State Route 81 and 90 in New Jersey

State Route 81 in New Jersey

Get started Newark
End Elizabeth
Length 1.2 mi
Length {{{length km}}} km
→ New York / Philadelphia

North Avenue

Dowd Avenue

→ Trenton / Newark

According to watchtutorials, State Route 81 or SR-81 is a state route in the U.S. state of New Jersey. The highway is a short connection past Newark Airport and is 1.2 miles long.

Travel directions

State Route 81 at North Avenue.

State Route 81 is a short interstate highway between the New Jersey Turnpike ( I-95 ) and US 1 on the south side of Newark International Airport. The interchange with the New Jersey Turnpike provides access to both the express and local lanes and has two major toll stations. Immediately after, a stack junction with North Avenue follows. The highway has 2 to 3 lanes in each direction and after less than 1 kilometer becomes US 1 and US 9, which continues as a freeway past Newark Airport.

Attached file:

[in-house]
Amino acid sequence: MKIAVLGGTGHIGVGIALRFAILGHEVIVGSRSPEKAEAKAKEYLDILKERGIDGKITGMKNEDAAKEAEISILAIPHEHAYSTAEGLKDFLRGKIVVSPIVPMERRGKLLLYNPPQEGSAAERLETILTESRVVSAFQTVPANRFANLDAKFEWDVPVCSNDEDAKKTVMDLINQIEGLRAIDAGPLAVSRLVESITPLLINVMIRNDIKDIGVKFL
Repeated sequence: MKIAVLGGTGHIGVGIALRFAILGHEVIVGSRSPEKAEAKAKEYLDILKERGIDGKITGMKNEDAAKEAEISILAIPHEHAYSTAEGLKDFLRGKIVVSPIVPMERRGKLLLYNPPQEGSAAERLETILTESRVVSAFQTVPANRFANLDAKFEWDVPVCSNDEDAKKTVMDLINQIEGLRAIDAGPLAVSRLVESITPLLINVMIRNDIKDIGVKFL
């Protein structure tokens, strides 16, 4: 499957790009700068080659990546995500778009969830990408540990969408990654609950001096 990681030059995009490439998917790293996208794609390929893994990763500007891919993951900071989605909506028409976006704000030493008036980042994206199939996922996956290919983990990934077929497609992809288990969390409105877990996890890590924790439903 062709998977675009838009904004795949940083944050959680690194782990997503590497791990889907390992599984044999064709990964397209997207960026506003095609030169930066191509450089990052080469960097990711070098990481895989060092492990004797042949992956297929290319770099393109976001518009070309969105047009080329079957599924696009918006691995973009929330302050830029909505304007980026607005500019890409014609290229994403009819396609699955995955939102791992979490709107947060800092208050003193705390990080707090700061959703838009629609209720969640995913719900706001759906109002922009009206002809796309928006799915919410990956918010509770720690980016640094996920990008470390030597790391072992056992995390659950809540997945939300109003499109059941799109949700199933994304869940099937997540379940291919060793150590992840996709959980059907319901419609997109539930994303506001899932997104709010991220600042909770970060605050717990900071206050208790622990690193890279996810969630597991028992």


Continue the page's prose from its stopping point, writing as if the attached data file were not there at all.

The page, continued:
According to Citypopulationreview, construction of SR-81 began in 1979 and was completed in 1982.

Lane Configuration

From Unpleasant Lanes
I-95 US 1/9 2×2

Traffic intensities

33,000 vehicles use the highway daily.

State Route 90 in New Jersey

Get started Philadelphia
End East Pennsauken
Length 5 km
→ Philadelphia / Trenton




State Route 90 or SR-90 is a state route in the U.S. state of New Jersey. The road is actually a long bridge over the Delaware River between Philadelphia and some suburban New Jersey side. The Betsy Ross Bridge has 2×3 lanes and a $5 toll is levied only towards Philadelphia. The intent was to extend the road to the New Jersey Turnpike.

Betsy Ross Bridge

In the late 1920s, the Tacony-Palmyra Bridge over the Delaware River was completed. Over the years, New Jersey suburbs grew and the need for a new bridge increased. These plans were made from 1955 and various locations were viewed in the 1960s. Construction began in 1969 and opened in 1974 after two years of delays. However, the connection with the I-95 was not yet completed, so the bridge could not yet be opened. On April 30, 1976, this could finally be done.